A 40 percent rating requires unfavorable ankylosis of the entire cervical spine or forward flexion of the thoracolumbar spine to 30 degrees or less or favorable ankylosis of the entire thoracolumbar spine.
A 50 percent rating is warranted if there is unfavorable ankylosis of the entire thoracolumbar spine.
A 100 percent rating is warranted if there is unfavorable ankylosis of the entire spine.
The notes applicable to the General Formula are as follows:
Note (1): Evaluate any associated objective neurological abnormalities, including, but not limited to, bowel or bladder impairment, separately, under an appropriate diagnostic code.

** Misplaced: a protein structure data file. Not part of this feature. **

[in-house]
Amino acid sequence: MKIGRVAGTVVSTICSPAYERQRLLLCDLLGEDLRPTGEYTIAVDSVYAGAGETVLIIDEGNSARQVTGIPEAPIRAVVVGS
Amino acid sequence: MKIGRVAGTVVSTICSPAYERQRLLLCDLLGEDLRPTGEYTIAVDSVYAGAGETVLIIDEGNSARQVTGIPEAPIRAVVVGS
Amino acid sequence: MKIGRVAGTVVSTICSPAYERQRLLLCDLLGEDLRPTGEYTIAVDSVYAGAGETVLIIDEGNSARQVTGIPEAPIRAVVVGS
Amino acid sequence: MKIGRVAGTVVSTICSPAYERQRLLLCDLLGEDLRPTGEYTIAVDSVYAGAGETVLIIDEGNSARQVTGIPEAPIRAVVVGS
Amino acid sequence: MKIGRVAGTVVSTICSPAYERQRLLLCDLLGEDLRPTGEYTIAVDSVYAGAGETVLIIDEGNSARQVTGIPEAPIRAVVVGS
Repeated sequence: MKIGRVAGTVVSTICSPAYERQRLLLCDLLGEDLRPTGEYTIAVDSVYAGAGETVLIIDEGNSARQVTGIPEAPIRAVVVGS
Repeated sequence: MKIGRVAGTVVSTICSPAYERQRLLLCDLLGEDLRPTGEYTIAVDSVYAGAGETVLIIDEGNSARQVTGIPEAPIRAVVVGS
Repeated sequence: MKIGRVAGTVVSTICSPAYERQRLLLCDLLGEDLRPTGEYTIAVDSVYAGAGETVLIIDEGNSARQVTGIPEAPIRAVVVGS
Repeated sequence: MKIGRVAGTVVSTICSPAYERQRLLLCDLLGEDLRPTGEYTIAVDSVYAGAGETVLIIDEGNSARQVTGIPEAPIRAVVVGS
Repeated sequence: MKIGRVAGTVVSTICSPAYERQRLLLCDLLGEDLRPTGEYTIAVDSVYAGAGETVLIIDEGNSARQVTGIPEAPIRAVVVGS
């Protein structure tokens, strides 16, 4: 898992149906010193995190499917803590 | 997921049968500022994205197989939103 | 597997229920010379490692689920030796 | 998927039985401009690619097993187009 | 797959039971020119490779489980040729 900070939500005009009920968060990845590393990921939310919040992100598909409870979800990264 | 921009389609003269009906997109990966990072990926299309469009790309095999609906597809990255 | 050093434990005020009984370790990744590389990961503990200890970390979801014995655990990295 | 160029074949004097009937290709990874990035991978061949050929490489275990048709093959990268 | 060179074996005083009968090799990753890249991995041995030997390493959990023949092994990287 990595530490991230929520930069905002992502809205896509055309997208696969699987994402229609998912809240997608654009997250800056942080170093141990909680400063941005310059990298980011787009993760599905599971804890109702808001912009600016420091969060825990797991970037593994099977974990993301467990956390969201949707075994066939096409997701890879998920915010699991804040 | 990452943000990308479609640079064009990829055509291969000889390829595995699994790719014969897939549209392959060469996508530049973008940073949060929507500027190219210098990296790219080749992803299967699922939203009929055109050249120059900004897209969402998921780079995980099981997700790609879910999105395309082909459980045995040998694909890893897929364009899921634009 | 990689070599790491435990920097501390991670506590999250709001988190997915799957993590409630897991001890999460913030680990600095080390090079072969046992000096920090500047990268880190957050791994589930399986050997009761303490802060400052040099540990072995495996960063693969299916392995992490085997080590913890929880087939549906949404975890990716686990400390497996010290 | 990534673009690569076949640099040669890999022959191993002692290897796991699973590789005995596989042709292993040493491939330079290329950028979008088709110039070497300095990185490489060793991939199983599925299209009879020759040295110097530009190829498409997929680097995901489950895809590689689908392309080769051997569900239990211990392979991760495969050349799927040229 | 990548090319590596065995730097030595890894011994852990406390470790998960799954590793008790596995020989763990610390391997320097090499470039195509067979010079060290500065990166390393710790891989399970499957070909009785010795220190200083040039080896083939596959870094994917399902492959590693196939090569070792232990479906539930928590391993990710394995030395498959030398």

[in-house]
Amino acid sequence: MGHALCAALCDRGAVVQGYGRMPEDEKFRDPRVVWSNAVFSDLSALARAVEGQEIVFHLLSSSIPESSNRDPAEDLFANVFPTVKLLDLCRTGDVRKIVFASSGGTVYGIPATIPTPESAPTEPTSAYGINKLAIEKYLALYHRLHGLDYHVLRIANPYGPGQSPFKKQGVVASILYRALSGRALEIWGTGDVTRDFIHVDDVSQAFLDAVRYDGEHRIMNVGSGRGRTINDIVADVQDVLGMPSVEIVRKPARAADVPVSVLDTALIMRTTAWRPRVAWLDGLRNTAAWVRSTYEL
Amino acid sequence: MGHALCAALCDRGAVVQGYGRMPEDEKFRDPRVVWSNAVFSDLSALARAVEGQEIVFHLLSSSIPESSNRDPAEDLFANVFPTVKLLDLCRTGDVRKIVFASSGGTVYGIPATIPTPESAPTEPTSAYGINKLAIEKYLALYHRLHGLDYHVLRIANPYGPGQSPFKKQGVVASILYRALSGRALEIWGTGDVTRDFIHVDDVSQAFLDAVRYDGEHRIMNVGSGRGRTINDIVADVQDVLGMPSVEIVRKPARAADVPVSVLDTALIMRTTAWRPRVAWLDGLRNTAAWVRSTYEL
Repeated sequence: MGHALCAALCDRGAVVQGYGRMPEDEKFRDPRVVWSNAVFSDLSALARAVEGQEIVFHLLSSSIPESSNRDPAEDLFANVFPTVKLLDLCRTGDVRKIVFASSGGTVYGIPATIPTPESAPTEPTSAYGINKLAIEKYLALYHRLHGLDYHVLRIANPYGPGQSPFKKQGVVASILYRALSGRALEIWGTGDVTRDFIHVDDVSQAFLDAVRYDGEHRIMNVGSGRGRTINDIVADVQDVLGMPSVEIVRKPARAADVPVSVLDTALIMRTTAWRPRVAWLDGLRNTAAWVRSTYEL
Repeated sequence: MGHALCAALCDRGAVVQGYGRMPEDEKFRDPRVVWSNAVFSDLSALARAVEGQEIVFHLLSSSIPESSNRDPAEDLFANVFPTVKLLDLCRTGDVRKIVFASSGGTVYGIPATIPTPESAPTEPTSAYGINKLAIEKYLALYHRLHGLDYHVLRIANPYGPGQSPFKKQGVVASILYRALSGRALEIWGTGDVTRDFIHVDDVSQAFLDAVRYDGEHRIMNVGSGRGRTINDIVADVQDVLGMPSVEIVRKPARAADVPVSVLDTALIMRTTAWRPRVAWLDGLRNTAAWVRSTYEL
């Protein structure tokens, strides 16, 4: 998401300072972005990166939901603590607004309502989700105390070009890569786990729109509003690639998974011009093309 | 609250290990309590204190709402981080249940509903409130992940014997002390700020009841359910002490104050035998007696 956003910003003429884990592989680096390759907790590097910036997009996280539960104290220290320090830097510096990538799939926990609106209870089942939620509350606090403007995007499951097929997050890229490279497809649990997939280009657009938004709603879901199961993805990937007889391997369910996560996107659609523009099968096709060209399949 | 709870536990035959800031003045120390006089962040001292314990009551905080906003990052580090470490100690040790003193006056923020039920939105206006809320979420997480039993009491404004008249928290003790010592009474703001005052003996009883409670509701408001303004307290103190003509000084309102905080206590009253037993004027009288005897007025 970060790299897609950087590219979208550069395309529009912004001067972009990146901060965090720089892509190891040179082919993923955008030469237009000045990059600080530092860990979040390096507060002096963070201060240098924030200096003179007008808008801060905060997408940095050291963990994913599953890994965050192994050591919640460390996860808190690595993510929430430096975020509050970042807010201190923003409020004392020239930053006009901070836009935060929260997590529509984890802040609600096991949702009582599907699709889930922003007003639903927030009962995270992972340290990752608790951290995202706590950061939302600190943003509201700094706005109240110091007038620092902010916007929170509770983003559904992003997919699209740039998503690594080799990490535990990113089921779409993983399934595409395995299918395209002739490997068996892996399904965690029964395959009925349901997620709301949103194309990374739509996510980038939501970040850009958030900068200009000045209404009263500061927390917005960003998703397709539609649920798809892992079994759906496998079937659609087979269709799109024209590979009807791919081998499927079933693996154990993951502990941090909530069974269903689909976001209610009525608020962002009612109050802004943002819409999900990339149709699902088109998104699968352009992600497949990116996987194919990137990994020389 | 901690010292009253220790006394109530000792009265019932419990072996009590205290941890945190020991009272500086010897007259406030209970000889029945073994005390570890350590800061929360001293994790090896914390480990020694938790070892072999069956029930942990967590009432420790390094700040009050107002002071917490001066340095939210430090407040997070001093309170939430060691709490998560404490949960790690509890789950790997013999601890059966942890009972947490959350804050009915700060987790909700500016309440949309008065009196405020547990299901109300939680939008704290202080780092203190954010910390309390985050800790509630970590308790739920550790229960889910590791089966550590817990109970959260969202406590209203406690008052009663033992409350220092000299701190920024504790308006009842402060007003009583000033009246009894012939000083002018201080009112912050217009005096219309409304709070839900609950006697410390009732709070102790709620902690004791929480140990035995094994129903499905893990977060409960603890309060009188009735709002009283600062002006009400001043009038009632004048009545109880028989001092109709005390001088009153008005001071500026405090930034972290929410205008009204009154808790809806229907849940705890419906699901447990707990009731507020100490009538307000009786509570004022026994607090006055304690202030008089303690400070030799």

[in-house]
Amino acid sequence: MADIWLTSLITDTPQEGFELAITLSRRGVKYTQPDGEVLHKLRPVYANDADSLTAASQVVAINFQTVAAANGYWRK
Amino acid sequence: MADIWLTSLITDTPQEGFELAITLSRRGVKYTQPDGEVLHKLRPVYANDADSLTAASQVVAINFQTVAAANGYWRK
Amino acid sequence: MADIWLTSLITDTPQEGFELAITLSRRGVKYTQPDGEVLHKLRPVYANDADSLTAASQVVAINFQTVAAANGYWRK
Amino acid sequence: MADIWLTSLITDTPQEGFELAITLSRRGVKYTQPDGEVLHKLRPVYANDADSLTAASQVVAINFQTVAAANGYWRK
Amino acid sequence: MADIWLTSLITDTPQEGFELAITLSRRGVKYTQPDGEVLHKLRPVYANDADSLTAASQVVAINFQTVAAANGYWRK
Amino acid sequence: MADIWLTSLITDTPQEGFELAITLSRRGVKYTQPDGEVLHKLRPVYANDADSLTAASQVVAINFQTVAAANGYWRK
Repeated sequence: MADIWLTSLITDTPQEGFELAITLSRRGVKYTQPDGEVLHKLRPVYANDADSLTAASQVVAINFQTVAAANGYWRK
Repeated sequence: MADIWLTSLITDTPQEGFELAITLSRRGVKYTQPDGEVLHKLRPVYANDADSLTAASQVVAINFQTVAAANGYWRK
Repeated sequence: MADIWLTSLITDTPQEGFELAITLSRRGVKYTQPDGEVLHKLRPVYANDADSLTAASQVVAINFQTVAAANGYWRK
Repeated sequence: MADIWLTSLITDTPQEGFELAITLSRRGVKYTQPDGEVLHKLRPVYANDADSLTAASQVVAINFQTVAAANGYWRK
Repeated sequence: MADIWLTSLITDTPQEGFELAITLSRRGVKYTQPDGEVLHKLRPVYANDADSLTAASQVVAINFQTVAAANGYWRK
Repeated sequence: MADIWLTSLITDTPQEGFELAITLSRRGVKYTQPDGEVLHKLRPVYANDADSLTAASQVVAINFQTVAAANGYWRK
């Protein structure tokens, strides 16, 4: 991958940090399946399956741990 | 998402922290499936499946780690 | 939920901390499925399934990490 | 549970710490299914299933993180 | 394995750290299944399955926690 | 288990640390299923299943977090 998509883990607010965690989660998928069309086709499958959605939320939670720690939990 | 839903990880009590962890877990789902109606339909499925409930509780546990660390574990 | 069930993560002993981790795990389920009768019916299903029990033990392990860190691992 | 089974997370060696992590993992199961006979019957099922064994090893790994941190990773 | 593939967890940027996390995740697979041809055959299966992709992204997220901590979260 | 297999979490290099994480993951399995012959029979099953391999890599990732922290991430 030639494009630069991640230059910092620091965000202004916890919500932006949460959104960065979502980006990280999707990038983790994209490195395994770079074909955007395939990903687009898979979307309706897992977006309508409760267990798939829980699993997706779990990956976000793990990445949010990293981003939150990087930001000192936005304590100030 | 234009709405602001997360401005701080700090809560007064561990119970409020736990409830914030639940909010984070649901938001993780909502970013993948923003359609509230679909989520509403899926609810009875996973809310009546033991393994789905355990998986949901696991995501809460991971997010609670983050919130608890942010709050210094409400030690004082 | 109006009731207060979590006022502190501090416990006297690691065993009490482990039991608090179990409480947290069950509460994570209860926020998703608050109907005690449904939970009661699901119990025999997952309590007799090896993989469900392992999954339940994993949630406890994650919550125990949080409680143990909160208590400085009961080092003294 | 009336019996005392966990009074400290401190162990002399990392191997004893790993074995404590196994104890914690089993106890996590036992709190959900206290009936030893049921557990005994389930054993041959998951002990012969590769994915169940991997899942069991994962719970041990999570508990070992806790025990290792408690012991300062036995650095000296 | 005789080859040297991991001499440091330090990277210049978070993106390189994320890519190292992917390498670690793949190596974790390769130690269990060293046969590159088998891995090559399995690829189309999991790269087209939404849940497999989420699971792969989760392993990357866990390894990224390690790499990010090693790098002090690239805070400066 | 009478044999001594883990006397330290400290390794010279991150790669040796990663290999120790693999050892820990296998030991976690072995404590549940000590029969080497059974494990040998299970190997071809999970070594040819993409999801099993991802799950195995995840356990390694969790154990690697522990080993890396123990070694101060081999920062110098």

Note (2): (See also Plate V.) For VA compensation purposes, normal forward flexion of the cervical spine is zero to 45 degrees, extension is zero to 45 degrees, left and right lateral flexion are zero to 45 degrees, and left and right lateral rotation are zero to 80 degrees. Normal forward flexion of the thoracolumbar spine is zero to 90 degrees, extension is zero to 30 degrees, left and right lateral flexion are to 30 degrees, and left and right lateral rotation are zero to 30 degrees. The combined range of motion refers to the sum of the range of forward flexion, extension, left and right lateral flexion, and left and right rotation. The normal combined range of motion of the cervical spine is 340 degrees and of the thoracolumbar spine is 240 degrees. The normal ranges of motion for each component of spinal motion provided in this note are the maximum that can be used for calculation of the combined range of motion. Note (3): In exceptional cases, an examiner may state that because of age, body habitus, neurologic disease, or other factors not the result of disease or injury of the spine, the range of motion of the spine in a particular individual should be considered normal for that individual, even though it does not conform to the normal range of motion stated in Note (2). Provided that the examiner supplies an explanation, the examiner’s assessment that the range of motion is normal for that individual will be accepted.